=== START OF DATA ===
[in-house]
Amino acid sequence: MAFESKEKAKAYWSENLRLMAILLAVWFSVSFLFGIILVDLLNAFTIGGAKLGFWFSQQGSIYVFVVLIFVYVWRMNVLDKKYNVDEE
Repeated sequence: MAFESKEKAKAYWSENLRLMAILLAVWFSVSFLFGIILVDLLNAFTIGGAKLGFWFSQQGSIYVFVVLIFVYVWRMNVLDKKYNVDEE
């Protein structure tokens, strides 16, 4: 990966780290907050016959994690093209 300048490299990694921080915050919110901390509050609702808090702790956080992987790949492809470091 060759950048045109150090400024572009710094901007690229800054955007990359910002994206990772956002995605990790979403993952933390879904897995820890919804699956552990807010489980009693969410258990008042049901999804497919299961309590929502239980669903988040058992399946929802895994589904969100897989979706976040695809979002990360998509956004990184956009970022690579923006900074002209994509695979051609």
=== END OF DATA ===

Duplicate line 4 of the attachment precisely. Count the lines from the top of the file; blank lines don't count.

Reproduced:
């Protein structure tokens, strides 16, 4: 990966780290907050016959994690093209 300048490299990694921080915050919110901390509050609702808090702790956080992987790949492809470091 060759950048045109150090400024572009710094901007690229800054955007990359910002994206990772956002995605990790979403993952933390879904897995820890919804699956552990807010489980009693969410258990008042049901999804497919299961309590929502239980669903988040058992399946929802895994589904969100897989979706976040695809979002990360998509956004990184956009970022690579923006900074002209994509695979051609």